The main difference is the design of the handset, which you’ll immediately clock is far more pared down than the Touch with it’s ballsy, almost Star Trek-esque ear panel (or “pillow” as the brand calls it). Perhaps it’s because it fits in with the current trend towards more understated items that we’re seeing in the luxury industry, or perhaps it’s because it sits more easily in your hand or slips slightly smoother into your pocket, but we like this new design a lot.

While this model might not be crafted from the kind of high-end mixed metals available for the Touch – such as gold or all-over PVD black titanium (one of the main factors, no doubt, at the reduced price) – the simpler polished titanium edges are an impressive alternative. This being Vertu, there’s also a whole host of exotic skins that your handset can be clad in from “entry level” calf leather (£4,200) to karting (£5,600) up to top-of-the-range ostrich in cognac (pictured, £5,900).

The only real downside? That trademark red ruby button on the right-hand titanium panel will only get you a six-month stint with the Vertu’s famous concierge team, as opposed to a year of expert recommendations from a dedicated “personal lifestyle manager” with the Touch.

However, if you’re looking to supplement your handset with other accessories, you’ll be pleased to hear that there is also a coordinating range of beautiful protective leather cases (from £280) to accompany your new purchase. Because let’s face it, you’re going to want to make sure this phone stays pristine for as long as possible.

Vertu posh smartphone is probably more powerful than yours

  • Moving on to cameras, the main image has been upgraded to a 21-megapixel resolution with f/2.2 aperture (though f/2.0 la Moto X Pure Edition would be better), a dual-tone LED flash, phase detection autofocus, and 4K video recording. The front-facing camera, on the other hand, is stuck with the same old 2.1-megapixel resolution, so hopefully, there’s at least some improvement in image quality. To our surprise, gone is the Hasselblad partnership, but Vertu has since recruited ArcSoft to focus on the camera’s software. We’ll just have to wait and see if the results are any good.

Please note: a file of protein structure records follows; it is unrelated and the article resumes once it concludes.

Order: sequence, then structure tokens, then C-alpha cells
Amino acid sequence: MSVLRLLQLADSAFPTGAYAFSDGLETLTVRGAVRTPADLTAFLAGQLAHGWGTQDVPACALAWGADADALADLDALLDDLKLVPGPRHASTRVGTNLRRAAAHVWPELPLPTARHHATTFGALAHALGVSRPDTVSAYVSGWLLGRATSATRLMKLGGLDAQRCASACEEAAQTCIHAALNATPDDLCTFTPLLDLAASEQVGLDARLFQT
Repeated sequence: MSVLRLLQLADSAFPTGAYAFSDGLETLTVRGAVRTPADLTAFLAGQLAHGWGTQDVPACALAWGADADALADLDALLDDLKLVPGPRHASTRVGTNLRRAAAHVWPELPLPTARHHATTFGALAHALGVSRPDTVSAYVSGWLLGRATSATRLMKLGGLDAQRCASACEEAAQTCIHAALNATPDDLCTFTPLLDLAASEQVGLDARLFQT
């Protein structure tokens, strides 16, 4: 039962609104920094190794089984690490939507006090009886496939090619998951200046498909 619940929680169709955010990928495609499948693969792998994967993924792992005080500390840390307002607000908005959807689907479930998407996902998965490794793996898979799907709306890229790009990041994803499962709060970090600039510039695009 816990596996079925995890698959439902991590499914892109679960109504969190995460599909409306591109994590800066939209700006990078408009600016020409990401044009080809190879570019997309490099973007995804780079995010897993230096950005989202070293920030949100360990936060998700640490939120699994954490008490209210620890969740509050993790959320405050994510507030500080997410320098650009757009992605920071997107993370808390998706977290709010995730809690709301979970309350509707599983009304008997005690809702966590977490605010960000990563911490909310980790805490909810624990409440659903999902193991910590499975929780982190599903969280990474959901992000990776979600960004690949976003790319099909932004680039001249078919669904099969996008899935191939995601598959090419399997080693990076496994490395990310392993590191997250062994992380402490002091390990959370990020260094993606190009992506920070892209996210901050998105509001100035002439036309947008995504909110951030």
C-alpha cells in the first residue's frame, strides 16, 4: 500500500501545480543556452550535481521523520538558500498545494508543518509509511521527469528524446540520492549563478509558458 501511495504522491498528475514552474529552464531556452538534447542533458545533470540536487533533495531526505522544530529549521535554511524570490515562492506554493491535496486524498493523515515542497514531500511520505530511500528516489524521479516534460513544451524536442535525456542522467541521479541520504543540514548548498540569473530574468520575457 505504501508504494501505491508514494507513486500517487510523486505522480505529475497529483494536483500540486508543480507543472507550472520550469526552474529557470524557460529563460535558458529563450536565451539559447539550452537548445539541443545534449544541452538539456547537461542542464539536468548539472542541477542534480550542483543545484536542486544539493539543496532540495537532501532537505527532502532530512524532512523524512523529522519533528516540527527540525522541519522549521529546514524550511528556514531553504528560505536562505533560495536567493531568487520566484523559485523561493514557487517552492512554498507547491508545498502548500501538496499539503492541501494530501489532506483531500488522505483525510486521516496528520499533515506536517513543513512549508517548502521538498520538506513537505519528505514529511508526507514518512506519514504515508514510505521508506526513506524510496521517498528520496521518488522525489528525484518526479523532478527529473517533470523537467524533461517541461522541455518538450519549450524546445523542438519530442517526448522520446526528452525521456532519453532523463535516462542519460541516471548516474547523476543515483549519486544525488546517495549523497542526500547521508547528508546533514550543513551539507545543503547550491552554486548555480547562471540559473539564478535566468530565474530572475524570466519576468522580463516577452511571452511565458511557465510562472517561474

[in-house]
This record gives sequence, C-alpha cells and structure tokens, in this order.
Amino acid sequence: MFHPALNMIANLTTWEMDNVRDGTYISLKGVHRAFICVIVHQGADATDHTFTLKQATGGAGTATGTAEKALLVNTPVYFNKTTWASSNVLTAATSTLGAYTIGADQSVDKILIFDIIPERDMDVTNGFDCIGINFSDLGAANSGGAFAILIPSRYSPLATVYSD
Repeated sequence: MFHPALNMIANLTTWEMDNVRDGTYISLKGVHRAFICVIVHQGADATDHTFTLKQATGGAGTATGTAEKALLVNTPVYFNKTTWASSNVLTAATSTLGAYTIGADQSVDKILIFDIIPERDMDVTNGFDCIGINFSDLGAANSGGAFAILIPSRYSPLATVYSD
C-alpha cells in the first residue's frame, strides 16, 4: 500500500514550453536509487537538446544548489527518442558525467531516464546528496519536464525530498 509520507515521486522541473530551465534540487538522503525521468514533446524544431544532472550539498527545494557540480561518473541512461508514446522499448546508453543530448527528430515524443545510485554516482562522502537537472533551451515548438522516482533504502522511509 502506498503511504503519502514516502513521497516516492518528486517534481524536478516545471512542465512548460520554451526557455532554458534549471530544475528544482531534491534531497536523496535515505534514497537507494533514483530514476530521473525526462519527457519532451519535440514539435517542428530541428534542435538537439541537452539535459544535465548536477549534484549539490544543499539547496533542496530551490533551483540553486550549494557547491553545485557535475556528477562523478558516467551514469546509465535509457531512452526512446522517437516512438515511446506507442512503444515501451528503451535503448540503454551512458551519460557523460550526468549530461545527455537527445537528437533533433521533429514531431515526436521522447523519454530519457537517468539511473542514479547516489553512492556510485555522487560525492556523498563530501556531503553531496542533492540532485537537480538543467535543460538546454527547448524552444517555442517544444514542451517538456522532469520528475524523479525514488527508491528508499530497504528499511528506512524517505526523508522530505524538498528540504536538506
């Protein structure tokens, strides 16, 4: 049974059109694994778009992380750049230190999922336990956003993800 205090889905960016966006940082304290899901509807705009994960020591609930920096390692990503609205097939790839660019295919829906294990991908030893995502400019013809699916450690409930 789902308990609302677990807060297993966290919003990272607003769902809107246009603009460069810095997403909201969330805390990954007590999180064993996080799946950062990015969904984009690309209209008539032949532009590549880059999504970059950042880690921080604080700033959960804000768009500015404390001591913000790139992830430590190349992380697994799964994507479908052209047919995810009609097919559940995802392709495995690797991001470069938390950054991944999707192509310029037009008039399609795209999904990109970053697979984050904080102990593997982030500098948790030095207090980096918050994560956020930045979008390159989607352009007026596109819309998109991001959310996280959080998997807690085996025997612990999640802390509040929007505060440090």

The most noticeable design change is on the phone’s back plate, where you can twist the round latch to flip open the new “dramatic” gull-wing doors to access the Nano SIM slot and microSD slot. As before, under the right flap, you’ll find the laser-etched signature of the craftsman who was solely responsible for your handmade device back in Church Crookham, England. There’s also space in other parts of the back plate for personal engraving because if you’re paying so much for a smartphone, you might as well make it truly yours, right?

  • we haven’t forgotten the most important element of Vertu phones: services. With the new Signature Touch, Vertu’s “Dedicated Concierge” — a service that provides a single point of contact to act as your personal assistant — is now complimentary for 18 months instead of just 12. According to Pogliani, this feature has proven to be a big driver for customer loyalty and likeness to repurchase a Vertu replica handset, especially since he drastically improved the relevance, quality, frequency and number of privileges offered to his customers over the last two years. Other features such as encrypted communication by Silent Circle and global WiFi access by iPad are still included.

    “With a growing global appreciation and understanding of the term ‘luxury tech’, the opportunities ahead of us are many,” the exec added.

    The new Signature Touch will be available globally from mid-October, with prices ranging from 6,500 (about $9,900) all the way to 13,700 (about $20,900), depending on your combination of colors and materials:Jet Calf, Garnet Calf, Grape Lizard, Pure Jet Lizard, Jet Alligator, Pure Navy Alligator, Clous de Paris Alligator and Pure Jet Red Gold.